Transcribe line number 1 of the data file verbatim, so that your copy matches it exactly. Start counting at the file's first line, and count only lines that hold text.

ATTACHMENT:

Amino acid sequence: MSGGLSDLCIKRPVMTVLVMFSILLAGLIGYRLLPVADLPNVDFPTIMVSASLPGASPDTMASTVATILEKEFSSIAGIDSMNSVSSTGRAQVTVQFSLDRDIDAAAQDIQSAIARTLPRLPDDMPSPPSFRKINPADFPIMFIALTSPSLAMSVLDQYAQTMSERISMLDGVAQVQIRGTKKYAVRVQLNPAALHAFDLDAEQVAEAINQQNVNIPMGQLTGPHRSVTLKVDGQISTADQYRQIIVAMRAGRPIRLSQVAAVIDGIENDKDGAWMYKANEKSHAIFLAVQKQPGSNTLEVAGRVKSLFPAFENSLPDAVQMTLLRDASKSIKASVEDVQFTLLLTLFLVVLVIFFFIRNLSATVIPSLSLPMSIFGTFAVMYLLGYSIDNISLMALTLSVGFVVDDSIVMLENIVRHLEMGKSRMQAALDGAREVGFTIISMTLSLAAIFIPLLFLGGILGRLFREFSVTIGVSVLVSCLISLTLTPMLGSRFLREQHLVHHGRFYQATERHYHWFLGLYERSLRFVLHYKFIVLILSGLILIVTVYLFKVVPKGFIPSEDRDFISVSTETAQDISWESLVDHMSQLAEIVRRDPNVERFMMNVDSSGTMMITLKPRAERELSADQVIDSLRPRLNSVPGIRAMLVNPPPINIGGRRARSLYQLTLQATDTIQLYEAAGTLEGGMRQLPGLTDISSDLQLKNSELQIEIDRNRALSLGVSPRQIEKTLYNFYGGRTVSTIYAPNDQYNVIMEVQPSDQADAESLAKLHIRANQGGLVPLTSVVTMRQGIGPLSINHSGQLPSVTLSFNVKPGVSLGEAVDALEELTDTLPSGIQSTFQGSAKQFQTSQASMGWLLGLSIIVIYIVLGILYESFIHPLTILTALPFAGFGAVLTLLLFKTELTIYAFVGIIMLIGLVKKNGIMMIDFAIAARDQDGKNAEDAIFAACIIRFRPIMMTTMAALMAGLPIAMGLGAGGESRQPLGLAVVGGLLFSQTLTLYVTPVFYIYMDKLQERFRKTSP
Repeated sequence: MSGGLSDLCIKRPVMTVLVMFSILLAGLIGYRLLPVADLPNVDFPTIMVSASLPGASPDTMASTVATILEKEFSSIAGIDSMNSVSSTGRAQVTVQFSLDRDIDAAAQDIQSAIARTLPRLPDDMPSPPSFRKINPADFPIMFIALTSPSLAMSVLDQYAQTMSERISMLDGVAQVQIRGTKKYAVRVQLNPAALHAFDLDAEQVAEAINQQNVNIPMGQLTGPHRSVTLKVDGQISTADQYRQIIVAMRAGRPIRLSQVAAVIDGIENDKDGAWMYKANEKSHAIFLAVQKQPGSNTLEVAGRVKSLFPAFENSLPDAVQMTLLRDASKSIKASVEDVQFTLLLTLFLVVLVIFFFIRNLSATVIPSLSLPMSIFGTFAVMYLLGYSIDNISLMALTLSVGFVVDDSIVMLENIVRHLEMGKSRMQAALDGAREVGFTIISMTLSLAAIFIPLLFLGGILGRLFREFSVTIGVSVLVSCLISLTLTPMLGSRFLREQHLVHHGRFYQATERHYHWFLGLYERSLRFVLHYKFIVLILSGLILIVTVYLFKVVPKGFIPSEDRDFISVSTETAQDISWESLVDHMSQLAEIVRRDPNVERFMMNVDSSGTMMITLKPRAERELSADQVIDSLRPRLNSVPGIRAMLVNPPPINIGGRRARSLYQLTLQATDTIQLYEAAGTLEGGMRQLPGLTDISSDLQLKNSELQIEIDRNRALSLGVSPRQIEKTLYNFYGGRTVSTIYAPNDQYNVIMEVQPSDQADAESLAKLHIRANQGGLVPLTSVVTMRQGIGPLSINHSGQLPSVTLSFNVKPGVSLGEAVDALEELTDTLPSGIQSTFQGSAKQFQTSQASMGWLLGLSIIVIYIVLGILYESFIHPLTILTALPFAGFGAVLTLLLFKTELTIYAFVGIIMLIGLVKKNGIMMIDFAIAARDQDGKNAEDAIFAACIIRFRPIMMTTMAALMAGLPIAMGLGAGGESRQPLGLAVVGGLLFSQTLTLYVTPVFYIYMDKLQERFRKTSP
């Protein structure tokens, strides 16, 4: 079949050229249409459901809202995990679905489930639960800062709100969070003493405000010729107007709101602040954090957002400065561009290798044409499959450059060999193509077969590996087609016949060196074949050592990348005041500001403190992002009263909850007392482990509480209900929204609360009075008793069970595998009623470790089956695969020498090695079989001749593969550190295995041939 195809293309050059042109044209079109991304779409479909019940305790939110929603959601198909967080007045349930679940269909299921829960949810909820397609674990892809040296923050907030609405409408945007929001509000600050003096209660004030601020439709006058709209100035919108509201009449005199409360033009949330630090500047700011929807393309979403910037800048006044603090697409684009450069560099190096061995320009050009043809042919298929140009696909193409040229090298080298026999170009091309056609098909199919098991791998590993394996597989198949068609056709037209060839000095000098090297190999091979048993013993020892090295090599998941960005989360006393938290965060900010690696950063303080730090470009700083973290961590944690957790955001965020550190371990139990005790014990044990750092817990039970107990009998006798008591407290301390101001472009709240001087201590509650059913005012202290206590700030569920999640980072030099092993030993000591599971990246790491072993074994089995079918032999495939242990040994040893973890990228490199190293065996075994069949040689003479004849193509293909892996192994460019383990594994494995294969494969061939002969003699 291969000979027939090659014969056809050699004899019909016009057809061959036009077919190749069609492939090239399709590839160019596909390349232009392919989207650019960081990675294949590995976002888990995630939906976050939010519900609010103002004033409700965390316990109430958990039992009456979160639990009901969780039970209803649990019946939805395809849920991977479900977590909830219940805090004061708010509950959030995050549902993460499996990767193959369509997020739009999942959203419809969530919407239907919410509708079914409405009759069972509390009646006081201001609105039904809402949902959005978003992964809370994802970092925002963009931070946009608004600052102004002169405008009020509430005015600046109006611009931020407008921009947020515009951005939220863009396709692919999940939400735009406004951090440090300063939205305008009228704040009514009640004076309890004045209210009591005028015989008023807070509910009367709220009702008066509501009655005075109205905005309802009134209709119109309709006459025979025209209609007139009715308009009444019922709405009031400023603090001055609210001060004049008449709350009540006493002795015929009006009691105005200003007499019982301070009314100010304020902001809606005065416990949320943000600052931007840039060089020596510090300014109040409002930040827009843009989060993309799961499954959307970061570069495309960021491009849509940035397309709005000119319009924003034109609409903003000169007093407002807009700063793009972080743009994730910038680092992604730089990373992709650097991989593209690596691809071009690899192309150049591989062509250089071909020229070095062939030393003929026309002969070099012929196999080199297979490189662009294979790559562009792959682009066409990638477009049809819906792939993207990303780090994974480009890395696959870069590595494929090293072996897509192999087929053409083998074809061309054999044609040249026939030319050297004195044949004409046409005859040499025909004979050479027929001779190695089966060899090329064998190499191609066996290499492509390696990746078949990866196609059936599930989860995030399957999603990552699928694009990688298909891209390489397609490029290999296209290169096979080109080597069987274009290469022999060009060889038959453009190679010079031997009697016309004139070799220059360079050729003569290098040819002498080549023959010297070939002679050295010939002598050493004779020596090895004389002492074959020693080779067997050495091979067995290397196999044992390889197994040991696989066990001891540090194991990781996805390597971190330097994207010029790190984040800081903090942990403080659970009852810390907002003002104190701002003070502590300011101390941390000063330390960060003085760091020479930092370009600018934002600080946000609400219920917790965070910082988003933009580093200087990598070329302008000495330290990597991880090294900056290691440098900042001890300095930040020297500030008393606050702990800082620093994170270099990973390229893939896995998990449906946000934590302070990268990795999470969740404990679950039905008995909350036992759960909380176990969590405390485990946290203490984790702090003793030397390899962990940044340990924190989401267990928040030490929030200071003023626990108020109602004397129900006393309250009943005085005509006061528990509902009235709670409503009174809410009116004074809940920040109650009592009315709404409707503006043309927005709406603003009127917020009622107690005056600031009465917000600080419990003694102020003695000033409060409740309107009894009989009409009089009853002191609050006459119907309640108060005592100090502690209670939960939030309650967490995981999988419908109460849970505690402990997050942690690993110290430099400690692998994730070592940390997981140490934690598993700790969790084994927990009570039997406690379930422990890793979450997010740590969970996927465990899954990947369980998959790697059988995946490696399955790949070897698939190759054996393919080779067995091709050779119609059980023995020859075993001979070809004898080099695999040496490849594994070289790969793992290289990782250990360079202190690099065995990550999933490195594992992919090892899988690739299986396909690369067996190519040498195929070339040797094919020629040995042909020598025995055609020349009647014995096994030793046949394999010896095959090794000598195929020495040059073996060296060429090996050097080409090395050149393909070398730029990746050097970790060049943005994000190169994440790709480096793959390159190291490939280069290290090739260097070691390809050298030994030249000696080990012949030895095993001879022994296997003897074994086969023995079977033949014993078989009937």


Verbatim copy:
Amino acid sequence: MSGGLSDLCIKRPVMTVLVMFSILLAGLIGYRLLPVADLPNVDFPTIMVSASLPGASPDTMASTVATILEKEFSSIAGIDSMNSVSSTGRAQVTVQFSLDRDIDAAAQDIQSAIARTLPRLPDDMPSPPSFRKINPADFPIMFIALTSPSLAMSVLDQYAQTMSERISMLDGVAQVQIRGTKKYAVRVQLNPAALHAFDLDAEQVAEAINQQNVNIPMGQLTGPHRSVTLKVDGQISTADQYRQIIVAMRAGRPIRLSQVAAVIDGIENDKDGAWMYKANEKSHAIFLAVQKQPGSNTLEVAGRVKSLFPAFENSLPDAVQMTLLRDASKSIKASVEDVQFTLLLTLFLVVLVIFFFIRNLSATVIPSLSLPMSIFGTFAVMYLLGYSIDNISLMALTLSVGFVVDDSIVMLENIVRHLEMGKSRMQAALDGAREVGFTIISMTLSLAAIFIPLLFLGGILGRLFREFSVTIGVSVLVSCLISLTLTPMLGSRFLREQHLVHHGRFYQATERHYHWFLGLYERSLRFVLHYKFIVLILSGLILIVTVYLFKVVPKGFIPSEDRDFISVSTETAQDISWESLVDHMSQLAEIVRRDPNVERFMMNVDSSGTMMITLKPRAERELSADQVIDSLRPRLNSVPGIRAMLVNPPPINIGGRRARSLYQLTLQATDTIQLYEAAGTLEGGMRQLPGLTDISSDLQLKNSELQIEIDRNRALSLGVSPRQIEKTLYNFYGGRTVSTIYAPNDQYNVIMEVQPSDQADAESLAKLHIRANQGGLVPLTSVVTMRQGIGPLSINHSGQLPSVTLSFNVKPGVSLGEAVDALEELTDTLPSGIQSTFQGSAKQFQTSQASMGWLLGLSIIVIYIVLGILYESFIHPLTILTALPFAGFGAVLTLLLFKTELTIYAFVGIIMLIGLVKKNGIMMIDFAIAARDQDGKNAEDAIFAACIIRFRPIMMTTMAALMAGLPIAMGLGAGGESRQPLGLAVVGGLLFSQTLTLYVTPVFYIYMDKLQERFRKTSP